B) This decision is currently clouded by fear. You believe in yourself and your capability to write it, however there seems to be a break-down when it comes to making a career out of it. Which is fine, because whether it sells or not will be determined by the market, not you. What is sure is that you cannot sell what you have not written or published. Somehow, I think you really want this one but are afraid to commit to it.

C) Set yourself a goal that can be completed in a relatively reasonable amount of time, and then go have an adventure to clean yourself out.

The end of the thesis was apparently not the demarcating point that you think it was. It was a major milestone, but it seems that you are really struggling with the question of if you can make it as a writer or not. You have two pieces of work almost ready to go, and here you are playing video games and considering taking jobs you don't want.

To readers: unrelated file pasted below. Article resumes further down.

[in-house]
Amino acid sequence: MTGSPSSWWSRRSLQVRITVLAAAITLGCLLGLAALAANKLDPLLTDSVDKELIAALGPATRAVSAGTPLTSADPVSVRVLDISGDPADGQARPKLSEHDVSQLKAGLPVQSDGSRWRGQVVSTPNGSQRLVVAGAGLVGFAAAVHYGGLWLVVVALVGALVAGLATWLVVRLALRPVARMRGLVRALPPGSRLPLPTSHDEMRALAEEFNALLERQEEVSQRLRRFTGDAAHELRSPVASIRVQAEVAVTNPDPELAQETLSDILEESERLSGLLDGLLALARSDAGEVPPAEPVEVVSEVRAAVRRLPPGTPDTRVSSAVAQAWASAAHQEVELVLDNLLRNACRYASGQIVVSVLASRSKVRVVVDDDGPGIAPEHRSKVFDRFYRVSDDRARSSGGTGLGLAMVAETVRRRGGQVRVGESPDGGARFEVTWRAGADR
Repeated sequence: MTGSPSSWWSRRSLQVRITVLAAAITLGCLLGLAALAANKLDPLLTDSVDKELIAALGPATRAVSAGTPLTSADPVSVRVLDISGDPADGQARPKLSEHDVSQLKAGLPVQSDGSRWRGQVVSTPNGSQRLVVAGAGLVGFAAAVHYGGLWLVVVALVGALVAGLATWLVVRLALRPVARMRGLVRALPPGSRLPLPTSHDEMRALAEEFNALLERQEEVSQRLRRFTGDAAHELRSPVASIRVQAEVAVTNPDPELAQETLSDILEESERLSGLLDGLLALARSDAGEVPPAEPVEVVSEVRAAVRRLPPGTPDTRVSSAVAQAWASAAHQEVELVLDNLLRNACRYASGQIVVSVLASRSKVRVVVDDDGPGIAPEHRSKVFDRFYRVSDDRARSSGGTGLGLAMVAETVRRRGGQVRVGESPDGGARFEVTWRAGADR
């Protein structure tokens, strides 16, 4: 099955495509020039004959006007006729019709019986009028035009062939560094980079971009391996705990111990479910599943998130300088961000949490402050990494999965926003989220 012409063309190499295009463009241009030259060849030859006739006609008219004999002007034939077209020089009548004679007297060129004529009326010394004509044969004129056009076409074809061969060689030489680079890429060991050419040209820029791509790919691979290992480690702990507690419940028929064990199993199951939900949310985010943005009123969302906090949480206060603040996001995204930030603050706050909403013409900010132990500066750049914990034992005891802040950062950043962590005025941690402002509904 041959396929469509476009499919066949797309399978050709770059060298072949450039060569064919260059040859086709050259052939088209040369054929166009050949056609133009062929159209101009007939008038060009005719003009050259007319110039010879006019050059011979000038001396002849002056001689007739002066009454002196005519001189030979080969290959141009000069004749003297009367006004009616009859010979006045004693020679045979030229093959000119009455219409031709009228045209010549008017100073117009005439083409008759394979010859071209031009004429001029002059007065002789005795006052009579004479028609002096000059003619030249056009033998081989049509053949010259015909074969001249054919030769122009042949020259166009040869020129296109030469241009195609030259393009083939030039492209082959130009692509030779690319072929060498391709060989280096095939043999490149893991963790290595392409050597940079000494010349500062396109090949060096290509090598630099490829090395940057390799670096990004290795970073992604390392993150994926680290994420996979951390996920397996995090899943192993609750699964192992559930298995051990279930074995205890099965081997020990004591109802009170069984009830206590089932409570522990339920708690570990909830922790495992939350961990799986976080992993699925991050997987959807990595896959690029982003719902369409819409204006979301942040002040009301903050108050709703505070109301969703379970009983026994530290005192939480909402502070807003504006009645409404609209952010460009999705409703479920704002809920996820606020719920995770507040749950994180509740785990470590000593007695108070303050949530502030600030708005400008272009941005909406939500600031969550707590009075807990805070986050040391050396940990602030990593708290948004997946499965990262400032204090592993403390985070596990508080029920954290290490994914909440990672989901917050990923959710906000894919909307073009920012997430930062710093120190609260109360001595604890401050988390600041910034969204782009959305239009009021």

If I were you, I would finish the novels, send them off. Maybe you can finish them faster if all you do is work part-time and write. Focus. Execute. Once they're sent off, go have a wander in the jungle, see a beach in Indian, visit Brooklyn, do whatever you need to do to connect with something new and have a break. But make that a reward rather than a starting point.

Because you already started... twice. And you have two things to finish. I think that if you were to not finish the novels, you would always wonder what if you had. And what if's are the worst man, really. If you take a job you don't want, you can do that today or in six months. Those jobs will always be there. The opportunity that you have been chasing will not.